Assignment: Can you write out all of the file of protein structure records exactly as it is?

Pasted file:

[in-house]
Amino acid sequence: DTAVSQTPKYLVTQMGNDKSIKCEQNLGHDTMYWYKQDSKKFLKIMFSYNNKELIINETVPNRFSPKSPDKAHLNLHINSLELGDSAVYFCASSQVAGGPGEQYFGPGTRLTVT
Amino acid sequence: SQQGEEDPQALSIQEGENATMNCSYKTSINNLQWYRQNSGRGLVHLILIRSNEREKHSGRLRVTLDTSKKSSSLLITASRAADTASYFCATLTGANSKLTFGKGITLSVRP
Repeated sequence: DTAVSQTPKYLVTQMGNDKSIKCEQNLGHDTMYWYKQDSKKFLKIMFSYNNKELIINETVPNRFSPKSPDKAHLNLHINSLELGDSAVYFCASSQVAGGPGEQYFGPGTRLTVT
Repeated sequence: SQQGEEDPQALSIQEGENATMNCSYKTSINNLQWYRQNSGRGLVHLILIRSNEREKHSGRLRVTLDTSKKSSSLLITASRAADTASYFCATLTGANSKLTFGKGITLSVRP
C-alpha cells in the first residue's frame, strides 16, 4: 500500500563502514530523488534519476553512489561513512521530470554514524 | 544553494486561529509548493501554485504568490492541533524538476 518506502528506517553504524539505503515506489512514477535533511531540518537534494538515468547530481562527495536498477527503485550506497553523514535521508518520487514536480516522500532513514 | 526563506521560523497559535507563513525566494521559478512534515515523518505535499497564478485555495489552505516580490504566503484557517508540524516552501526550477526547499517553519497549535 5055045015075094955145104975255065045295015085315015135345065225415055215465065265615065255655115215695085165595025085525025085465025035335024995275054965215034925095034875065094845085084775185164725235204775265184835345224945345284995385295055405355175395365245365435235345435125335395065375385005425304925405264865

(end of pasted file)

[in-house]
Amino acid sequence: DTAVSQTPKYLVTQMGNDKSIKCEQNLGHDTMYWYKQDSKKFLKIMFSYNNKELIINETVPNRFSPKSPDKAHLNLHINSLELGDSAVYFCASSQVAGGPGEQYFGPGTRLTVT
Amino acid sequence: SQQGEEDPQALSIQEGENATMNCSYKTSINNLQWYRQNSGRGLVHLILIRSNEREKHSGRLRVTLDTSKKSSSLLITASRAADTASYFCATLTGANSKLTFGKGITLSVRP
Repeated sequence: DTAVSQTPKYLVTQMGNDKSIKCEQNLGHDTMYWYKQDSKKFLKIMFSYNNKELIINETVPNRFSPKSPDKAHLNLHINSLELGDSAVYFCASSQVAGGPGEQYFGPGTRLTVT
Repeated sequence: SQQGEEDPQALSIQEGENATMNCSYKTSINNLQWYRQNSGRGLVHLILIRSNEREKHSGRLRVTLDTSKKSSSLLITASRAADTASYFCATLTGANSKLTFGKGITLSVRP
C-alpha cells in the first residue's frame, strides 16, 4: 500500500563502514530523488534519476553512489561513512521530470554514524 | 544553494486561529509548493501554485504568490492541533524538476 518506502528506517553504524539505503515506489512514477535533511531540518537534494538515468547530481562527495536498477527503485550506497553523514535521508518520487514536480516522500532513514 | 526563506521560523497559535507563513525566494521559478512534515515523518505535499497564478485555495489552505516580490504566503484557517508540524516552501526550477526547499517553519497549535 5055045015075094955145104975255065045295015085315015135345065225415055215465065265615065255655115215695085165595025085525025085465025035335024995275054965215034925095034875065094845085084775185164725235204775265184835345224945345284995385295055405355175395365245365435235345435125335395065375385005425304925405264865